The Psyche of the Leader

Gary GruberUncategorizedThe Psyche of the Leader
September 3 , 2011 / Posted by Gary Gruber / Uncategorized / No Comments

The Psyche of the Leader

Psyche was the youngest of the three daughters of some king, her beauty prompted the jealousy and envy of Venus (Aphrodite). In order to avenge herself, the goddess ordered Amor (Eros) to inspire Psyche with a love for the most contemptible of all men, but Amor was so stricken with her beauty that he fell in love with her. He accordingly conveyed her to some charming place, where, unseen and unknown, he visited her every night, and left her as soon as the day began to dawn. Psyche might have continued to enjoy this state of happiness, if she had attended to the advice of her beloved, never to give way to her curiosity, or to inquire who he was. But her jealous sisters made her believe that in the darkness of night she was embracing some hideous monster, and once, while Amor was asleep, she approached him with a lamp, and, to her amazement, she beheld the most handsome of the gods. In her excitement of joy and fear, a drop of hot oil fell from her lamp upon his shoulder. This awoke Amor, who censured her for her mistrust, and escaped. Psyche’s peace was now gone, and after attempting in vain to throw herself into a river, she wandered about from temple to temple, inquiring after her beloved, and at length came to the palace of Venus. There her real sufferings began, for Venus retained her, treated her as a slave, and imposed upon her the hardest and most humiliating labors. Psyche would have perished under the weight of her sufferings, had not Amor, who still loved her in secret, invisibly comforted and assisted her in her labors. With his aid she at last succeeded in overcoming the jealousy and hatred of Venus; she became immortal, and was united with him forever. It is not difficult to recognize in this lovely story the idea of which it is merely the mythical embodiment, for Psyche is evidently the human soul, which is purified by passions and misfortunes, and is thus prepared for the enjoyment of true and pure happiness.
Leaders whose souls are “purified by passions and misfortunes” really do have a much better chance to enjoy happiness in their work, with their colleagues and with the community at large.  While the end goal of most leaders may not be mere happiness, it’s a fairly good barometer of the state of one’s spirit which is the accurate translation of the Greek word psyche . 
Karl Menninger, the founder and director for many years of the Menninger Clinic in Topeka, Kansas, used to ask patients upon their discharge from the clinic, “How’s your spirit?”  In fact the psychiatric definition of psyche is “ the mind functioning as the center of thought, emotion, and behavior and consciously or unconsciously adjusting or mediating the body’s responses to the social and physical environment.”   This is why psyche is most often misunderstood as “mind” as opposed to “spirit” or “soul.”
I believe the “spirit” of the outstanding leaders I have known can be seen, heard and felt in at least the following ten ways.  These are not in any order of priority.
1 – Enthusiastic and energetic – There are many different ways of expressing one’s spirit of enthusiasm, whether overtly or more quietly, but we most often characterize this contagious quality as passion, thus strong feelings that are shared.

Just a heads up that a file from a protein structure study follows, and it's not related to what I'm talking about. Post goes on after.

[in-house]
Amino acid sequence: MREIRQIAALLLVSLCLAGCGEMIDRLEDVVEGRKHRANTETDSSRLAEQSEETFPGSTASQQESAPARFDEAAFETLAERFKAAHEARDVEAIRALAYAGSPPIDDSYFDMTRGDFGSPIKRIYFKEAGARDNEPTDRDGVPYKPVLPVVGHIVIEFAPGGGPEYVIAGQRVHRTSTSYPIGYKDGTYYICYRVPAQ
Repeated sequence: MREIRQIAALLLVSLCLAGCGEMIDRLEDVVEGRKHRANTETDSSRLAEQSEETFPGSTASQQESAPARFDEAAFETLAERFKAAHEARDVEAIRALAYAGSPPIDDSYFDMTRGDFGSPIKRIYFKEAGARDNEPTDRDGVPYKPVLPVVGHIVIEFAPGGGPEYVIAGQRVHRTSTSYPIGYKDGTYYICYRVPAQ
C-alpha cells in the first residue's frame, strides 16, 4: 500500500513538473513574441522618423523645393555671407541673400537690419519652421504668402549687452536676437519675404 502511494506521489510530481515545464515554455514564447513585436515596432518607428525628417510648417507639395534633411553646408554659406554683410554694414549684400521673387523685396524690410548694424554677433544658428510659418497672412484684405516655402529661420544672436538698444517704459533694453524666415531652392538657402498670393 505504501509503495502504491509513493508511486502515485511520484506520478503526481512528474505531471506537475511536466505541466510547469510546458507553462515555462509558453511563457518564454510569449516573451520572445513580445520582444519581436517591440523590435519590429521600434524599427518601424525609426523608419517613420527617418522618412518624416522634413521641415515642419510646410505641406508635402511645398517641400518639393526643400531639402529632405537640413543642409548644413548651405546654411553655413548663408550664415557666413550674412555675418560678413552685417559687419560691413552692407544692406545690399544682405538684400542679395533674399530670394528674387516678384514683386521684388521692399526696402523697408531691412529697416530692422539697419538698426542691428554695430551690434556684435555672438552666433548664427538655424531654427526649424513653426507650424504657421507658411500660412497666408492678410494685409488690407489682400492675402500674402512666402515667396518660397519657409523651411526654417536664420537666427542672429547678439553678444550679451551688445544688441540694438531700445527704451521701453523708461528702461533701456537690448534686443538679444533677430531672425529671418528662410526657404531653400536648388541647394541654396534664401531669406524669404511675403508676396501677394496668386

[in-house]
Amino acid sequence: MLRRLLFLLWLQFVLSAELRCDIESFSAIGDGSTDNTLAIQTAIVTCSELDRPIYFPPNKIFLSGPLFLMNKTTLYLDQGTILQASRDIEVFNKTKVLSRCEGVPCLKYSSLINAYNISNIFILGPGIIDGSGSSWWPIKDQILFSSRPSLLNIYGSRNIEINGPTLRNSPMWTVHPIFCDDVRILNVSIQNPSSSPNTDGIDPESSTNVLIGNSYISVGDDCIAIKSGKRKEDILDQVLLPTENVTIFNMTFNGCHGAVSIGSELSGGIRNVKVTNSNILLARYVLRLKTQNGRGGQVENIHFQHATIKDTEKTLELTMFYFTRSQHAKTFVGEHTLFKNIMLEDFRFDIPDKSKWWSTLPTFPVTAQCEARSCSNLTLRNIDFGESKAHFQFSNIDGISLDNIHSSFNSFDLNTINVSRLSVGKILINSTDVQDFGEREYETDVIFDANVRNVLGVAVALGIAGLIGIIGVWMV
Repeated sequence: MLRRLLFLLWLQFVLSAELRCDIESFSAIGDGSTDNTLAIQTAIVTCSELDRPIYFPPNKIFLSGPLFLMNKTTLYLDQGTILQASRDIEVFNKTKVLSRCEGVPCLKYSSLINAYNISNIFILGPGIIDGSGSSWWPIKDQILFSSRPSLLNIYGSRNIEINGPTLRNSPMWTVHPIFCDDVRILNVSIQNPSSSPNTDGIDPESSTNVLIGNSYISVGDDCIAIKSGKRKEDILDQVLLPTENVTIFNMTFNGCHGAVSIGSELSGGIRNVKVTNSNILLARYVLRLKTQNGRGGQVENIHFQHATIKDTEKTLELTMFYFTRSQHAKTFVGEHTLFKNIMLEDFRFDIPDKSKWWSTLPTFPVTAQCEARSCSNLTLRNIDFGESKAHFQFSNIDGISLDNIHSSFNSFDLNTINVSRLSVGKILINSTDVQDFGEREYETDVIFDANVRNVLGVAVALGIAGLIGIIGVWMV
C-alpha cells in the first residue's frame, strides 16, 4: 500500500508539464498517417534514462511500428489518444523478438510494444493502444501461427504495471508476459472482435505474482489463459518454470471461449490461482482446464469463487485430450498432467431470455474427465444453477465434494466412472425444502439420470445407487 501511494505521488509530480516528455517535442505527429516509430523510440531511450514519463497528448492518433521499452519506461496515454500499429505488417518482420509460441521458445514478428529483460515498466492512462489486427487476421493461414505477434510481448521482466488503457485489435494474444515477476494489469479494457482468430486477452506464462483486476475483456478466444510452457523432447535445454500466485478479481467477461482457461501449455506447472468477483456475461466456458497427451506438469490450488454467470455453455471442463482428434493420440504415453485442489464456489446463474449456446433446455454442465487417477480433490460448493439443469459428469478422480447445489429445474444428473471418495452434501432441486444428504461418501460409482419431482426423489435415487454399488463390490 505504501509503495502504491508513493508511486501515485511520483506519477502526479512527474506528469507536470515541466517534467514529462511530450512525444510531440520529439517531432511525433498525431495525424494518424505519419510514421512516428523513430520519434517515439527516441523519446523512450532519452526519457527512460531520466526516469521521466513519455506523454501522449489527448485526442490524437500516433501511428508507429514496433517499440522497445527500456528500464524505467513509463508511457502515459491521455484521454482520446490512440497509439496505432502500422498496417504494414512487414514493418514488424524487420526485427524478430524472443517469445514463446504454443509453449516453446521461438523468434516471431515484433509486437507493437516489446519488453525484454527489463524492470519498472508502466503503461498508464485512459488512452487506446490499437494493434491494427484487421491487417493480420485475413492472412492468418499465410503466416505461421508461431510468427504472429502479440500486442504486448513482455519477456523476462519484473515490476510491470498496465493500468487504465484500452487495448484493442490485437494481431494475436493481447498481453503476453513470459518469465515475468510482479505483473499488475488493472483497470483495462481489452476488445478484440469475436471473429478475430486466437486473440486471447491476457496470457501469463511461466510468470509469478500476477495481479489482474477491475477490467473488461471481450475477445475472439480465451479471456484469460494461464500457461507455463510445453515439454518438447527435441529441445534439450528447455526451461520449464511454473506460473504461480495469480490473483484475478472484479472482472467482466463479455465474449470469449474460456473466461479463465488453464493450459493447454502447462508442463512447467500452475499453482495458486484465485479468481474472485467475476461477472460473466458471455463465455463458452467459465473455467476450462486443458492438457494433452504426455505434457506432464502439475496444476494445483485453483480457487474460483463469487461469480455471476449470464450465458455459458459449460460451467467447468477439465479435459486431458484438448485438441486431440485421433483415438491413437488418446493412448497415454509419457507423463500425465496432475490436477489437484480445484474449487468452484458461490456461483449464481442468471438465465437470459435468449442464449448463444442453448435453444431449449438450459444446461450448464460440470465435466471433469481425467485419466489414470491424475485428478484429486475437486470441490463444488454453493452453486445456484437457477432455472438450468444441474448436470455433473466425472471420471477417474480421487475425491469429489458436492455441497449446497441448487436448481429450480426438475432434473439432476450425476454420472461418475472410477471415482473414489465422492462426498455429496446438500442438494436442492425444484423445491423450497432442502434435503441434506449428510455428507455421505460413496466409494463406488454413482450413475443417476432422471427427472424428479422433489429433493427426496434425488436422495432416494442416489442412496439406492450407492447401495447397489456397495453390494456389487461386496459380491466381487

2.  Positive and optimistic – While best balanced with a heavy dose of realism, the expression of hope in the present and for the future is a quality of spirit that any good leader is well-advised to have in his or her repertoire of attitudes.
3.  Caring and compassionate – A spirit of genuine concern for others and their well-being goes a long way toward helping a community to develop an ethos of mutual support and collegiality.
4.  Inquiring and curious – The leader who asks thoughtful questions and demonstrates the spirit of an inquiring mind helps to further the conversations to a deeper level of understanding.
5.  Conscientious and intentional – Designing change requires a spirit that is transparent so that others may see how seriousness of purpose pervades the leader.
6.  Pleasant, friendly and joyful  – As one friend and colleague puts it, “be kind, tell the truth and say thank you.”   Good manners, social grace and comfort in a crowd contribute significantly to the perception of one who is “at home” easily and genuinely.
7.  Confident and courageous – Unafraid to make hard decisions, even unpopular at times, the leader is able to take a stand, express convictions and move forward, even in the face of opposition.  It helps to take others along on this often perilous journey.
8.   Humble and modest – Without any need to be boastful, arrogant or prideful, the leader allows his or her deeds to speak for themselves.  Such a spirit speaks volumes without having to say a word.
9.  Creative and open – The leader exhibits a mind that seeks and welcomes new ideas.  This is the mind that works like the proverbial parachute, best when open.   However it is not change for the sake of something new.
10.  Fair and firm  These qualities speak of a balanced response, an attitude that knows how to assess and when to draw the line.   This works with both individuals and groups and the leader’s spirit sets the stage, the tone and the process.
Many of these qualities of spirit overlap and are part of a larger dimension of one’s personality, having to do with attitudes and behaviors, as defined earlier.  The  point of all of this is that being aware of how these play in the environment in which one works can really make a big difference in the outcomes of so much that you want to accomplish and these make it easier to get a lot done without caring who gets the credit.  Most importantly, these are qualities for good mental and physical well-being.

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